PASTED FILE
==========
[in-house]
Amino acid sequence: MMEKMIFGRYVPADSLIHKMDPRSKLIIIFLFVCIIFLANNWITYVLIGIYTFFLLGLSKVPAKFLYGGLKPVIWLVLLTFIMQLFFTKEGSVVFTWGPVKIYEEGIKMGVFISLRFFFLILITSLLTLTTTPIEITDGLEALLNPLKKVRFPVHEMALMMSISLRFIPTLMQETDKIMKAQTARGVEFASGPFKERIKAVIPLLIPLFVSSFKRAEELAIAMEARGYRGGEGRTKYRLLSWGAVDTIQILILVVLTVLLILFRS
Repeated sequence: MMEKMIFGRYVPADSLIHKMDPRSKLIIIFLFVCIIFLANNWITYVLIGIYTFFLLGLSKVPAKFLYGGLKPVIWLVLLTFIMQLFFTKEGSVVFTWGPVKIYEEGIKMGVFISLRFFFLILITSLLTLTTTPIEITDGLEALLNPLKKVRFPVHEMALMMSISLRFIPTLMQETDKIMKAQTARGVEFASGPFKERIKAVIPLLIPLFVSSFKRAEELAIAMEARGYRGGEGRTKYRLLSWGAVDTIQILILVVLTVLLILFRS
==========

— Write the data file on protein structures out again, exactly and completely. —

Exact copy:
[in-house]
Amino acid sequence: MMEKMIFGRYVPADSLIHKMDPRSKLIIIFLFVCIIFLANNWITYVLIGIYTFFLLGLSKVPAKFLYGGLKPVIWLVLLTFIMQLFFTKEGSVVFTWGPVKIYEEGIKMGVFISLRFFFLILITSLLTLTTTPIEITDGLEALLNPLKKVRFPVHEMALMMSISLRFIPTLMQETDKIMKAQTARGVEFASGPFKERIKAVIPLLIPLFVSSFKRAEELAIAMEARGYRGGEGRTKYRLLSWGAVDTIQILILVVLTVLLILFRS
Repeated sequence: MMEKMIFGRYVPADSLIHKMDPRSKLIIIFLFVCIIFLANNWITYVLIGIYTFFLLGLSKVPAKFLYGGLKPVIWLVLLTFIMQLFFTKEGSVVFTWGPVKIYEEGIKMGVFISLRFFFLILITSLLTLTTTPIEITDGLEALLNPLKKVRFPVHEMALMMSISLRFIPTLMQETDKIMKAQTARGVEFASGPFKERIKAVIPLLIPLFVSSFKRAEELAIAMEARGYRGGEGRTKYRLLSWGAVDTIQILILVVLTVLLILFRS